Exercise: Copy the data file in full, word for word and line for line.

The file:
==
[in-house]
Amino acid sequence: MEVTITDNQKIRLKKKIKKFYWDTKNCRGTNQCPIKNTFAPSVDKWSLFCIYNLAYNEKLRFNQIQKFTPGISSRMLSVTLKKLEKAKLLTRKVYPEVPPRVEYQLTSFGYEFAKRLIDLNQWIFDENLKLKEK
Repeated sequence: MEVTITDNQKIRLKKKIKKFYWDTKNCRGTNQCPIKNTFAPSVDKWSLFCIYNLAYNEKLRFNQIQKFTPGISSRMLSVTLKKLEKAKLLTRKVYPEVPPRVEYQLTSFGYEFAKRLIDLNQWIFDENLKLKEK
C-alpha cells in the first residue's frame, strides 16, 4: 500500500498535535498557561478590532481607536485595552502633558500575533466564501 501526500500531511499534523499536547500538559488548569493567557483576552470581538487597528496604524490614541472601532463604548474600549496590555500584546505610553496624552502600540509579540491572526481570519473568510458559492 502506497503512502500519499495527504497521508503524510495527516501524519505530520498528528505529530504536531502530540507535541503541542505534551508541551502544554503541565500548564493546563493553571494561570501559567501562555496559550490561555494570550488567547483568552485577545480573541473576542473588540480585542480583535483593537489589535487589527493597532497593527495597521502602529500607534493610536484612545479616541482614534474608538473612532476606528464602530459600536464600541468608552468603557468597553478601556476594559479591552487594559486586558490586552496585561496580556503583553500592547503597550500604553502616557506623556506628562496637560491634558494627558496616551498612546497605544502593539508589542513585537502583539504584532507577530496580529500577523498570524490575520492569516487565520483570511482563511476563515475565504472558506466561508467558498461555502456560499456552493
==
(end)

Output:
[in-house]
Amino acid sequence: MEVTITDNQKIRLKKKIKKFYWDTKNCRGTNQCPIKNTFAPSVDKWSLFCIYNLAYNEKLRFNQIQKFTPGISSRMLSVTLKKLEKAKLLTRKVYPEVPPRVEYQLTSFGYEFAKRLIDLNQWIFDENLKLKEK
Repeated sequence: MEVTITDNQKIRLKKKIKKFYWDTKNCRGTNQCPIKNTFAPSVDKWSLFCIYNLAYNEKLRFNQIQKFTPGISSRMLSVTLKKLEKAKLLTRKVYPEVPPRVEYQLTSFGYEFAKRLIDLNQWIFDENLKLKEK
C-alpha cells in the first residue's frame, strides 16, 4: 500500500498535535498557561478590532481607536485595552502633558500575533466564501 501526500500531511499534523499536547500538559488548569493567557483576552470581538487597528496604524490614541472601532463604548474600549496590555500584546505610553496624552502600540509579540491572526481570519473568510458559492 502506497503512502500519499495527504497521508503524510495527516501524519505530520498528528505529530504536531502530540507535541503541542505534551508541551502544554503541565500548564493546563493553571494561570501559567501562555496559550490561555494570550488567547483568552485577545480573541473576542473588540480585542480583535483593537489589535487589527493597532497593527495597521502602529500607534493610536484612545479616541482614534474608538473612532476606528464602530459600536464600541468608552468603557468597553478601556476594559479591552487594559486586558490586552496585561496580556503583553500592547503597550500604553502616557506623556506628562496637560491634558494627558496616551498612546497605544502593539508589542513585537502583539504584532507577530496580529500577523498570524490575520492569516487565520483570511482563511476563515475565504472558506466561508467558498461555502456560499456552493